Ethel Hamburger has always relied on the kindness of strangers.
After almost a year of writing letters, hanging posters, handing out pamphlets and calling up everyone she knows — plus plenty of people she doesn’t — Hamburger, 82, is expecting 500 people at the benefit race www.martinsrun.org she’s hosting this weekend to raise money for a dementia wing at Martins Run retirement community, where she lives.
She’s already collected $15,000, plus donations of food and prizes, and even got a professional disc jockey for free (it helps that he’s her grandson).
“Martins Run is very much in need of a dementia unit, but it’ll cost about $6 million to build,” says Hamburger. “My pipe dream is that we’ll find someone who wants to donate all the money. But in the meantime, I thought a run would be a good start.”
Not Her First Gig
This isn’t the first time Hamburger has drawn a community together. In the early ’70s, Hamburger, a teacher, was living in Chevy Chase, Md., and spending summers at the family farm in rural West Virginia with her four children. Her husband, Irvin, an engineer at the Pentagon, commuted down on weekends.
A widow and her young son lived on a neighboring farm. Paying them a visit one day, Hamburger learned that the son — a would-be avid bookworm — was reading the same book over and over. It was the only one he had.
“The closest library was on the other side of the mountain, and they didn’t have a car or any means of getting there,” says Hamburger. “That’s when I thought, ‘Well, let me see what I can do about that.’ ”
She started writing letters. Soon she was driving all over the state to pick up book donations, and boxes of books were being left on her porch.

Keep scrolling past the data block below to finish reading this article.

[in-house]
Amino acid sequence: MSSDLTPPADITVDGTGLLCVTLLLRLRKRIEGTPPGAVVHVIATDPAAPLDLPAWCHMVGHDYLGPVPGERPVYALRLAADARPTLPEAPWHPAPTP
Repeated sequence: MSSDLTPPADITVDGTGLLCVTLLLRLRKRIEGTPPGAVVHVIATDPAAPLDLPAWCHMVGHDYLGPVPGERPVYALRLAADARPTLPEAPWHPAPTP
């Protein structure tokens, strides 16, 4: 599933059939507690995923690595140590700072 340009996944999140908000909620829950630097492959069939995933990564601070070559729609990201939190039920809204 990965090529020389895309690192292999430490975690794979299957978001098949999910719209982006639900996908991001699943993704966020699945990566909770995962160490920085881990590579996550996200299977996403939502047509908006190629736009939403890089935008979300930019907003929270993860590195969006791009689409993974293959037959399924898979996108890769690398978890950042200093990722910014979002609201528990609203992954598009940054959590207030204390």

When Hamburger had given more books to the local schools than they knew what to do with, she got to work setting up a library in a nearby community center.
Friends of friends donated lumber for bookshelves. Hamburger contacted Jennings Randolph and Robert Byrd, the U.S. senators for West Virginia, who got the Library of Congress to pitch in with even more books; she asked Jay Rockefeller (then West Virginia’s secretary of state, now one of the state’s U.S. senators) to show up at the library dedication.
And then Hamburger thought, “Shouldn’t we have a summer reading program?” So she set that up, too.
After Irvin retired in 1993, the Hamburgers moved to Elkins Park, and then, in 2007, into Martins Run in Media.
Right away, Hamburger organized an elaborate birthday party for the centenarians there.
“She’s one of a kind,” says Lorraine DellaFranco, senior vice president of sales and marketing at Martins Run. “To come across another person with such compassion for others is rare, but at the end of the day, it’s her ability to take command …that truly makes her an exceptional leader.”
When Hamburger heard staff at Martins Run discussing the need for a dedicated dementia unit, her next project was born.
The Martins RUN Intergenerational 5K to Defeat Dementia is taking place at Ridley Creek State Park on Oct. 3. The main event starts at 9 a.m., with prizes for the top racers in seven different age groups, from 11 through 60-plus.
Podiatrist Eric Ricefield, a regular visitor to Martins Run, is one of the run’s sponsors. He’ll be on hand in case “anybody has any foot questions or problems,” according to Hamburger.
As for her, she’s set on participating: “I consider it the inaugural run — I plan to do it every year, however long it takes.”